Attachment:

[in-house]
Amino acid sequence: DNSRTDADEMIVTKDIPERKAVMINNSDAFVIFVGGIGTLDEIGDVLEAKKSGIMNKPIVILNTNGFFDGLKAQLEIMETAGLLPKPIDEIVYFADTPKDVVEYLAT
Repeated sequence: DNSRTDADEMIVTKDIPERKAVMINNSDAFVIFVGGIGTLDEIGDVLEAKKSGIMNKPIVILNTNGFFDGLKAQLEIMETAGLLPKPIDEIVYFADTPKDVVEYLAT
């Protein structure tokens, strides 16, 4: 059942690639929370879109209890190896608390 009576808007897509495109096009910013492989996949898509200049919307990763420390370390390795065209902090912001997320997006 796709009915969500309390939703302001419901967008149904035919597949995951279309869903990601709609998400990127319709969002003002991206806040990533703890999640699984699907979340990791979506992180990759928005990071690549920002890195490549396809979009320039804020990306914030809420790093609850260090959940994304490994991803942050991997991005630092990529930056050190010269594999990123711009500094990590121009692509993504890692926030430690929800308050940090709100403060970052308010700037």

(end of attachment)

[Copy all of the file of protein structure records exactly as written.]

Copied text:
[in-house]
Amino acid sequence: DNSRTDADEMIVTKDIPERKAVMINNSDAFVIFVGGIGTLDEIGDVLEAKKSGIMNKPIVILNTNGFFDGLKAQLEIMETAGLLPKPIDEIVYFADTPKDVVEYLAT
Repeated sequence: DNSRTDADEMIVTKDIPERKAVMINNSDAFVIFVGGIGTLDEIGDVLEAKKSGIMNKPIVILNTNGFFDGLKAQLEIMETAGLLPKPIDEIVYFADTPKDVVEYLAT
């Protein structure tokens, strides 16, 4: 059942690639929370879109209890190896608390 009576808007897509495109096009910013492989996949898509200049919307990763420390370390390795065209902090912001997320997006 796709009915969500309390939703302001419901967008149904035919597949995951279309869903990601709609998400990127319709969002003002991206806040990533703890999640699984699907979340990791979506992180990759928005990071690549920002890195490549396809979009320039804020990306914030809420790093609850260090959940994304490994991803942050991997991005630092990529930056050190010269594999990123711009500094990590121009692509993504890692926030430690929800308050940090709100403060970052308010700037």